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Pharmacy2U sees EPS boost after data-selling scandal

Pharmacy2U says it provides a convenient choice that many people are taking

Patient nominations for the online business have risen 8% since its fine for selling patient data, having previously been in decline, according to NHS data

EXCLUSIVE

  • More than 2,700 new patients have nominated Pharmacy2U through EPS since its £130,000 fine for selling patient data

  • Its nominations dropped by 0.7% in the three weeks prior to the fine: the steepest fall of any of the 20 most nominated companies

  • Day Lewis's Jay Patel suggested the rise in nominations is due to lack of patient awareness about the fine

More patients have opted to use Pharmacy2U to dispense their prescriptions since the company was fined for selling patient data, a C+D investigation has revealed.

More than 2,700 additional patients have nominated the online pharmacy business through the electronic prescription service (EPS) since its £130,000 fine last month for breaching the Data Protection Act, according to NHS data.

EPS nominations for the business were in slow decline in the three weeks prior to the government watchdog's fine, but this trend reversed after the fine was announced on October 20, according to weekly EPS data released by the Health and Social Care Information Centre (HSCIC).

In the three weeks before the fine, Pharmacy2U saw its EPS nominations drop 222 to 33,636. Only five of the top 20 most nominated companies also saw a drop during this period, and Pharmacy2U's 0.7% fall was the steepest of these, according to the data.

Between October 23 and November 20 – the four weeks following the fine – Pharmacy2U's nominations surged by 2,710 nominations, an increase of 8 per cent. This was the fastest growth of any of the top 20 companies over this period, according to C+D's analysis of the data.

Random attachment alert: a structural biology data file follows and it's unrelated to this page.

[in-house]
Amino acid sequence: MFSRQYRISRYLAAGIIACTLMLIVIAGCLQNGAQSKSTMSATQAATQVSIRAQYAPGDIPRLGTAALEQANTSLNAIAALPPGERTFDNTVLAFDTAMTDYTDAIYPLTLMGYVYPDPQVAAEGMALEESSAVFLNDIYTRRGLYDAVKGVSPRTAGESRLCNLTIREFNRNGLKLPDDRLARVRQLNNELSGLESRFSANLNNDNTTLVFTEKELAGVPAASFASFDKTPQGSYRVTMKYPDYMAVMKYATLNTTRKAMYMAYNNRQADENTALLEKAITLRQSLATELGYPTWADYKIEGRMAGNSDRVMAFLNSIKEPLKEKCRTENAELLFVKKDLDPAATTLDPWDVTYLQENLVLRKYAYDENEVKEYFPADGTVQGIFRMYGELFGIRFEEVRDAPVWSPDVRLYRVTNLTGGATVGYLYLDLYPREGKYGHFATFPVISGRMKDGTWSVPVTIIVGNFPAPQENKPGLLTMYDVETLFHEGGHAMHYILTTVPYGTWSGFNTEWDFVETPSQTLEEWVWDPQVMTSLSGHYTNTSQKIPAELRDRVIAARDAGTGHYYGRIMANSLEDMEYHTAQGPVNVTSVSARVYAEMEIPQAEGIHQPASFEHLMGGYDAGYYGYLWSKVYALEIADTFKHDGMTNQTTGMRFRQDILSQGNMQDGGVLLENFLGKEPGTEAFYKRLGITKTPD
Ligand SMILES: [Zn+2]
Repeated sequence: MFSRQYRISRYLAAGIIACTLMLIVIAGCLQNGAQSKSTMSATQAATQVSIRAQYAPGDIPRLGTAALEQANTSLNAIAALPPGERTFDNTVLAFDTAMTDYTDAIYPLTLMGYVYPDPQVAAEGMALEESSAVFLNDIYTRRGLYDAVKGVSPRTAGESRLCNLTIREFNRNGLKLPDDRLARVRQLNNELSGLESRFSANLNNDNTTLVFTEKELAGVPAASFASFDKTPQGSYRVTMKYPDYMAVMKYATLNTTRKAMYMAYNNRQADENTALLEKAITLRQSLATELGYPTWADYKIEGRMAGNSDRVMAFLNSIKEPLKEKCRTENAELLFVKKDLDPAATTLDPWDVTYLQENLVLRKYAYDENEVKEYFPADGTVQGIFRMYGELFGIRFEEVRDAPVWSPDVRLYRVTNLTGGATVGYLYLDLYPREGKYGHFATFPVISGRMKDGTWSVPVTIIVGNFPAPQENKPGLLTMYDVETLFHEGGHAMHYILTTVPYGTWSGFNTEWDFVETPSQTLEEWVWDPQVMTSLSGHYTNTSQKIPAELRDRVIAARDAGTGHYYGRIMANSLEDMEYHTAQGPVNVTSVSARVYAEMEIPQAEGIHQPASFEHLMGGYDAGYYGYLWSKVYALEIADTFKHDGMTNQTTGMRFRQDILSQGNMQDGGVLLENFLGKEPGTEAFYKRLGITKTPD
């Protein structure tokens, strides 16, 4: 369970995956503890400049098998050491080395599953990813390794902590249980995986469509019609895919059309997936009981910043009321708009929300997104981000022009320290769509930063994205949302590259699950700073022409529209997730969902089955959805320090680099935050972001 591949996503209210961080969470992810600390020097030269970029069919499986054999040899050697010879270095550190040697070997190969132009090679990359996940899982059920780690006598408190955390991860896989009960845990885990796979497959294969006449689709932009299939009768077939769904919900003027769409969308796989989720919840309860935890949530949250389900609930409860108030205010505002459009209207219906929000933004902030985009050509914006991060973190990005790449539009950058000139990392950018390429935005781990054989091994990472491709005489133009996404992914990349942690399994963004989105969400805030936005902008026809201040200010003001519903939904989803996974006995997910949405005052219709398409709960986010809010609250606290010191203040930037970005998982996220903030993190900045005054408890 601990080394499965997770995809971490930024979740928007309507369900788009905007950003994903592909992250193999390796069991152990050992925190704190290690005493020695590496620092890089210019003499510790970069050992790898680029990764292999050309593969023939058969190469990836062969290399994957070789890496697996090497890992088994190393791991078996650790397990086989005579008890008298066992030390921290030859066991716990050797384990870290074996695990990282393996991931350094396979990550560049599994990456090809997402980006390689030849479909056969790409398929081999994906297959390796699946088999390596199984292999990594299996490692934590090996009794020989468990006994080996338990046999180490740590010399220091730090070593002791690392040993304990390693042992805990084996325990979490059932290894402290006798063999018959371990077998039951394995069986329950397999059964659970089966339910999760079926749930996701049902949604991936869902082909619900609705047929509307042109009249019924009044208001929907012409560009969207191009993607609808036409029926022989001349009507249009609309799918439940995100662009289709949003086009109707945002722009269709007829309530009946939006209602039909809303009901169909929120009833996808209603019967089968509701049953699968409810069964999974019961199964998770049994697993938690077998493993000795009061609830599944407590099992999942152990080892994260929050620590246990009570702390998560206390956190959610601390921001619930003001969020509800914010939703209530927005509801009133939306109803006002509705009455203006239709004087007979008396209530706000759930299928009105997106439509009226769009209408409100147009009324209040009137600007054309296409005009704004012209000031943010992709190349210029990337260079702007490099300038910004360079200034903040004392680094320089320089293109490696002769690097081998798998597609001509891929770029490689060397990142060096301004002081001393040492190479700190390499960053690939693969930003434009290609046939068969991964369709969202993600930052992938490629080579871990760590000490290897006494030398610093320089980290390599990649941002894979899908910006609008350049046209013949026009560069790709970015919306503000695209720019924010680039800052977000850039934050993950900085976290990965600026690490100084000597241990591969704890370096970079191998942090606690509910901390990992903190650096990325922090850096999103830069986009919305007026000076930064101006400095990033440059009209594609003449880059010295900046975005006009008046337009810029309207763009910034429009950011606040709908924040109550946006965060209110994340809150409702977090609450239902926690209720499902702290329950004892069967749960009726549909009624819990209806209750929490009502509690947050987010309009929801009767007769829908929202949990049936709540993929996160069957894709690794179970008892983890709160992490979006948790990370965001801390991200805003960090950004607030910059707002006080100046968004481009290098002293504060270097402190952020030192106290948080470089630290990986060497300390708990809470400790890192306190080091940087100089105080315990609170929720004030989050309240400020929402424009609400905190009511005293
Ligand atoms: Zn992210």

Pharmacy2U remains the second most nominated business, with 36,493 nominations on November 20. Care home delivery company Charter Healthcare is the most nominated, with 42,431, according to HSCIC's data.

Day Lewis chief innovation officer Jay Patel suggested the increase in nominations could be explained by lack of patient awareness of Pharmacy2U's fine.

"You might have surgeries where there is a collaborative approach between the GP surgery and Pharmacy2U, so patients are signing up to the GP's online service, as opposed to Pharmacy2U [specifically]," he told C+D.

Pharmacy2U managing director Daniel Lee said the company could not give a “detailed comment” on the figures. The company provides “a convenient option for many patients and a choice that more people are making”.

Since the fine, the company has done "all we can to ensure customers’ data is protected to industry best practice standards", he added.

 



Why do you think patients are still nominating Pharmacy2U?

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18 Comments

John Randell, Non Pharmacist Branch Manager

is anything goes wrong i bet you the first port of call would be their community pharmacy...at which point they will findout that it has been your local delivering those prescriptions its in fact an online pharmacy....realising this they will promptly ask for the re regular pharmacy to re-nominate them...

John Randell, Non Pharmacist Branch Manager

patients are signing up thinking. its there local gp asking them to signup for a service which will allow rx to be sent from their local pharmacy p2u is taking advantage of patients confusion to get the nominations...sonn enough however they quickly realise that its not their local pharmacy thats in charge of their medicies its some online pharmacy... THATS WHAT HAPPENING

Aisha Adnan, Community pharmacist

Fantastic ! That's called buisness •_•

James Tibbs, Superintendent Pharmacist

Ignorance must be bliss

Peter Badham, Superintendent Pharmacist

They had been holding back on their marketing , until they received the judgement If the fine had fitted the crime , they should have been forced to close When is the GPC going to take action ?

Mi Wa, Community pharmacist